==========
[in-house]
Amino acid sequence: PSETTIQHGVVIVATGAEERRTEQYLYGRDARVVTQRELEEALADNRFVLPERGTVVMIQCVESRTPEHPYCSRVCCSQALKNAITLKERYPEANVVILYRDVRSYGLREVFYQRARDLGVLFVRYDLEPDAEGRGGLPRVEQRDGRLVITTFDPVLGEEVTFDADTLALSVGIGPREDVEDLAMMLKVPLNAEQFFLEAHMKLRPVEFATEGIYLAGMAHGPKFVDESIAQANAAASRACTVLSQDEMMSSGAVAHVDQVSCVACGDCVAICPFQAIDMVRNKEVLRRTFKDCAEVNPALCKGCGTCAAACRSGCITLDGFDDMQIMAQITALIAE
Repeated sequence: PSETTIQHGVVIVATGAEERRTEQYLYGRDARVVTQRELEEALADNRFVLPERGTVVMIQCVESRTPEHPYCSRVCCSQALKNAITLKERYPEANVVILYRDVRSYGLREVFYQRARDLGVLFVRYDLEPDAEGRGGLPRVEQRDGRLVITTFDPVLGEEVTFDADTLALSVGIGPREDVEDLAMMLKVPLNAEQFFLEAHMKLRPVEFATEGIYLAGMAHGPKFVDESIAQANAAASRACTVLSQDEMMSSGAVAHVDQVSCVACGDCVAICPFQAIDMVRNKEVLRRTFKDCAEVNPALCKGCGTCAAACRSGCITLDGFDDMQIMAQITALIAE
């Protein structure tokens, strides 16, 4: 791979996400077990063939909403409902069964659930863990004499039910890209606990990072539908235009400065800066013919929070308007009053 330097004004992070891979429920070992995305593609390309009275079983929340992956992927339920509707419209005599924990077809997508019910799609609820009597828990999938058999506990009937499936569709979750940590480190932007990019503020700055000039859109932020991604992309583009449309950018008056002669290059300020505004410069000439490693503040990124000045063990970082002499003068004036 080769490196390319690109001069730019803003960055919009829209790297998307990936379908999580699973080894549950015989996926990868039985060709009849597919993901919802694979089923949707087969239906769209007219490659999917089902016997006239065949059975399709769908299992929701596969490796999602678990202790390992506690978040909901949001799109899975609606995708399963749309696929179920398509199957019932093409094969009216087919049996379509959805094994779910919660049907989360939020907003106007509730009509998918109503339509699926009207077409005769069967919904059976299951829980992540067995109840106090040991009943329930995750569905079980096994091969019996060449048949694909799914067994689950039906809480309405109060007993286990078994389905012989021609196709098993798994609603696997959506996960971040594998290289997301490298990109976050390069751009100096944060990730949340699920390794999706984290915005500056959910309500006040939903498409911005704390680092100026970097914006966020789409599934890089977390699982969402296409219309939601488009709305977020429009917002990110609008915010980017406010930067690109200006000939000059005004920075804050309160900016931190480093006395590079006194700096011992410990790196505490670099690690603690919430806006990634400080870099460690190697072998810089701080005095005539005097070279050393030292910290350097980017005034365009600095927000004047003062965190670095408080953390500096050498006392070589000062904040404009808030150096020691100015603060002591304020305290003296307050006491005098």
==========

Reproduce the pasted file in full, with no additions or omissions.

[in-house]
Amino acid sequence: PSETTIQHGVVIVATGAEERRTEQYLYGRDARVVTQRELEEALADNRFVLPERGTVVMIQCVESRTPEHPYCSRVCCSQALKNAITLKERYPEANVVILYRDVRSYGLREVFYQRARDLGVLFVRYDLEPDAEGRGGLPRVEQRDGRLVITTFDPVLGEEVTFDADTLALSVGIGPREDVEDLAMMLKVPLNAEQFFLEAHMKLRPVEFATEGIYLAGMAHGPKFVDESIAQANAAASRACTVLSQDEMMSSGAVAHVDQVSCVACGDCVAICPFQAIDMVRNKEVLRRTFKDCAEVNPALCKGCGTCAAACRSGCITLDGFDDMQIMAQITALIAE
Repeated sequence: PSETTIQHGVVIVATGAEERRTEQYLYGRDARVVTQRELEEALADNRFVLPERGTVVMIQCVESRTPEHPYCSRVCCSQALKNAITLKERYPEANVVILYRDVRSYGLREVFYQRARDLGVLFVRYDLEPDAEGRGGLPRVEQRDGRLVITTFDPVLGEEVTFDADTLALSVGIGPREDVEDLAMMLKVPLNAEQFFLEAHMKLRPVEFATEGIYLAGMAHGPKFVDESIAQANAAASRACTVLSQDEMMSSGAVAHVDQVSCVACGDCVAICPFQAIDMVRNKEVLRRTFKDCAEVNPALCKGCGTCAAACRSGCITLDGFDDMQIMAQITALIAE
């Protein structure tokens, strides 16, 4: 791979996400077990063939909403409902069964659930863990004499039910890209606990990072539908235009400065800066013919929070308007009053 330097004004992070891979429920070992995305593609390309009275079983929340992956992927339920509707419209005599924990077809997508019910799609609820009597828990999938058999506990009937499936569709979750940590480190932007990019503020700055000039859109932020991604992309583009449309950018008056002669290059300020505004410069000439490693503040990124000045063990970082002499003068004036 080769490196390319690109001069730019803003960055919009829209790297998307990936379908999580699973080894549950015989996926990868039985060709009849597919993901919802694979089923949707087969239906769209007219490659999917089902016997006239065949059975399709769908299992929701596969490796999602678990202790390992506690978040909901949001799109899975609606995708399963749309696929179920398509199957019932093409094969009216087919049996379509959805094994779910919660049907989360939020907003106007509730009509998918109503339509699926009207077409005769069967919904059976299951829980992540067995109840106090040991009943329930995750569905079980096994091969019996060449048949694909799914067994689950039906809480309405109060007993286990078994389905012989021609196709098993798994609603696997959506996960971040594998290289997301490298990109976050390069751009100096944060990730949340699920390794999706984290915005500056959910309500006040939903498409911005704390680092100026970097914006966020789409599934890089977390699982969402296409219309939601488009709305977020429009917002990110609008915010980017406010930067690109200006000939000059005004920075804050309160900016931190480093006395590079006194700096011992410990790196505490670099690690603690919430806006990634400080870099460690190697072998810089701080005095005539005097070279050393030292910290350097980017005034365009600095927000004047003062965190670095408080953390500096050498006392070589000062904040404009808030150096020691100015603060002591304020305290003296307050006491005098």